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News >  Crime/Public Safety

WSU, Pullman police sergeants under investigation for sexual misconduct

UPDATED: Thu., April 19, 2018

/The Spokesman-Review








Pullman Police Chief Gary Jenkins, right, is seen in 2014. Jenkins said Wednesday the department is taking seriously allegations of sexual assault in a patrol car. (Jesse Tinsley / The Spokesman-Review)
/The Spokesman-Review Pullman Police Chief Gary Jenkins, right, is seen in 2014. Jenkins said Wednesday the department is taking seriously allegations of sexual assault in a patrol car. (Jesse Tinsley / The Spokesman-Review)

Two police sergeants are under investigation after an 18-year-old Washington State University student claimed she was sexually assaulted by a law enforcement officer.

One of the sergeants works for the Pullman Police Department, the other for the WSU Police Department. Officials from both agencies confirmed Wednesday that the sergeants are on paid administrative leave. The Washington State Patrol is conducting a criminal inquiry, and internal investigations may follow.

“We take the allegation seriously,” Pullman police Chief Gary Jenkins said. “We’re fully cooperating with the Washington State Patrol in their investigation.”

Details of the student’s allegation were not immediately available Wednesday, and it wasn’t clear if she had specified which sergeant allegedly assaulted her.

A search warrant filed Monday in Spokane County Superior Court indicates both sergeants made contact with the student after she was out drinking on the night of March 30. The warrant lists a potential charge of “custodial sexual misconduct in the first degree.”

The Pullman sergeant reported that he stopped the student sometime that evening, warned her about underage drinking and then gave her a “courtesy transport” to her dorm at Community/Duncan Dunn Hall, a building near Greek Row mostly reserved for freshmen.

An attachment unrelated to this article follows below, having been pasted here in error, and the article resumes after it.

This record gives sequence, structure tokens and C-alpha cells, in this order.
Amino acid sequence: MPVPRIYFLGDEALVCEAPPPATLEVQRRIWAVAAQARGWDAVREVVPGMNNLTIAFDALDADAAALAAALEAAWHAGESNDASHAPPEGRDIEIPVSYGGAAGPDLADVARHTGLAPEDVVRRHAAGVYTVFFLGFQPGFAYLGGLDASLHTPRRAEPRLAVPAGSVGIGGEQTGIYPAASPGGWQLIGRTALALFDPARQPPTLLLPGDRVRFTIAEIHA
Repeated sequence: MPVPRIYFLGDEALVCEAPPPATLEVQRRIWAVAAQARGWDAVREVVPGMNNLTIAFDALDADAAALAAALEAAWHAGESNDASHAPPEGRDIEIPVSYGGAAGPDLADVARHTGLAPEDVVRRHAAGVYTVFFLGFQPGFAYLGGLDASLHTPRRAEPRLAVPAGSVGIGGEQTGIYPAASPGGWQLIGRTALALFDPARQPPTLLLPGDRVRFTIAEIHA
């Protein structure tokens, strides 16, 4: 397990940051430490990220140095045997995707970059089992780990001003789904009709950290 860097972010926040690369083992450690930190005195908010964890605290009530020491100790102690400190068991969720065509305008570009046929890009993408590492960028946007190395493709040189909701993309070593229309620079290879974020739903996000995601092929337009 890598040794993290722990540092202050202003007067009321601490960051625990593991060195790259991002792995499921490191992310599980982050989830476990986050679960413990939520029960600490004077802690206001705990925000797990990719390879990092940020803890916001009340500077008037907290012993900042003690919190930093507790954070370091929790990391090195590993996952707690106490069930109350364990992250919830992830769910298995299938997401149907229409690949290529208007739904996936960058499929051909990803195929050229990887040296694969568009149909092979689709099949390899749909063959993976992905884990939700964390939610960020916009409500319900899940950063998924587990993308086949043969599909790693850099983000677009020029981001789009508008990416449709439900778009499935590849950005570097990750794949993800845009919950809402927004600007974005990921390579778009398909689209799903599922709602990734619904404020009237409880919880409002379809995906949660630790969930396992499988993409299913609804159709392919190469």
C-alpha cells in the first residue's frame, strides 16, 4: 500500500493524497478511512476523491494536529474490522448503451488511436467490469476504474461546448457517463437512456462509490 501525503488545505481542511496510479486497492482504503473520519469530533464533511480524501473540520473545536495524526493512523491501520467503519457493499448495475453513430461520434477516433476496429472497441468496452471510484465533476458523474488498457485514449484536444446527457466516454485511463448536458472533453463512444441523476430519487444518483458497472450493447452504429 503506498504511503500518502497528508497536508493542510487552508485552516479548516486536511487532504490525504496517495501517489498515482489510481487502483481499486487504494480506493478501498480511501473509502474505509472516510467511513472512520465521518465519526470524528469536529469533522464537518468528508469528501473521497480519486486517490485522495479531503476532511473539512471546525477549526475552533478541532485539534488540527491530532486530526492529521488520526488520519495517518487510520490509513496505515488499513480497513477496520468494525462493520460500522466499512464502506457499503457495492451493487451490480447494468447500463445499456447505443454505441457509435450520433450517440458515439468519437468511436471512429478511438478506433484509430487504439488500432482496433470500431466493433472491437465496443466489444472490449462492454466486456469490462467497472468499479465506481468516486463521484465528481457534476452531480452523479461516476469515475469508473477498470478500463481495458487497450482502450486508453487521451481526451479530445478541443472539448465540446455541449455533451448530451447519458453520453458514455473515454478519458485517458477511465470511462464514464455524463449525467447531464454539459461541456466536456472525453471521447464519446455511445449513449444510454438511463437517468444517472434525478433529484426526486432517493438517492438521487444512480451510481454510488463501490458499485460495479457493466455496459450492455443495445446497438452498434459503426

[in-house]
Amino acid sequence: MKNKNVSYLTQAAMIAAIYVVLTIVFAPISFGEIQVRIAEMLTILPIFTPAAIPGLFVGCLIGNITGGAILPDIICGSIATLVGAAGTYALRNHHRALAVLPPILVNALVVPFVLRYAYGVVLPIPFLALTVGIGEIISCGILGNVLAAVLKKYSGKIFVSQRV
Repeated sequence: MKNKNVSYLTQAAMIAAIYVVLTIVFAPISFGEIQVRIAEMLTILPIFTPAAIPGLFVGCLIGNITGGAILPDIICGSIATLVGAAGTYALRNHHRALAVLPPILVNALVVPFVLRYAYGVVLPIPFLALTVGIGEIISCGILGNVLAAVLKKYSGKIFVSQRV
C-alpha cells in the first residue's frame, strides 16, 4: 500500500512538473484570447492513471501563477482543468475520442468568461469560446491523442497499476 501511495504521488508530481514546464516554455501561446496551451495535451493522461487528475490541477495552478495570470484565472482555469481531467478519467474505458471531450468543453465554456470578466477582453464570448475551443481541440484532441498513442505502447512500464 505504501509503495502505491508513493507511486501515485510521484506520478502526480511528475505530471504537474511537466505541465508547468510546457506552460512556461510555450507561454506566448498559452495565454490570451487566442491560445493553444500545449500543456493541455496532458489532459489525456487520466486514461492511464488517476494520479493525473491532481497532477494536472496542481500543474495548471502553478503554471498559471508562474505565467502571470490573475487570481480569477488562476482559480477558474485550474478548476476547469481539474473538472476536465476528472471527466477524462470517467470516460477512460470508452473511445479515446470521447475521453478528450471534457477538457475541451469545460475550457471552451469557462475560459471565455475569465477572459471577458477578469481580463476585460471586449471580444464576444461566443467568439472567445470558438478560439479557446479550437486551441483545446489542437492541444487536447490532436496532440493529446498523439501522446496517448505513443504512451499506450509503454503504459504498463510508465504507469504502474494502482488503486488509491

The Pullman sergeant also reported that he told the student to stay in the building for the rest of the night and made sure she got inside before driving away.

But later, shortly after midnight, the WSU sergeant was driving past the building and noticed the student stumbling around at the base of some stairs, clearly intoxicated, according to the search warrant. He questioned her, ordered her to go back inside and informed her he would recommend a charge for underage drinking to the prosecutor’s office, according to the search warrant.

On April 6, the student filed a complaint with WSU’s Office for Equal Opportunity, which is bound by a federal law mandating student confidentiality. While the office could not disclose details of the complaint, it did notify the campus police department, which immediately placed its sergeant on leave, Assistant Chief Steve Hansen said.

Jenkins, the Pullman police chief, said he suspended the other sergeant on April 13, the day the department was notified about the complaint by WSU police.

WSP Detective Larry McGill obtained the search warrant this week because he needed a judge’s order to get the confidential records from WSU.

McGill also searched the sergeants’ patrol cars and cellphones, finding no evidence of semen or digital contact with the student, according to the search warrant. Citing unnamed sources, McGill wrote that “the alleged crime may have taken place in the back seat of a police vehicle.”

Trooper Jeff Sevigney, a WSP spokesman, said Wednesday he couldn’t comment on whether detectives had made direct contact with the student.

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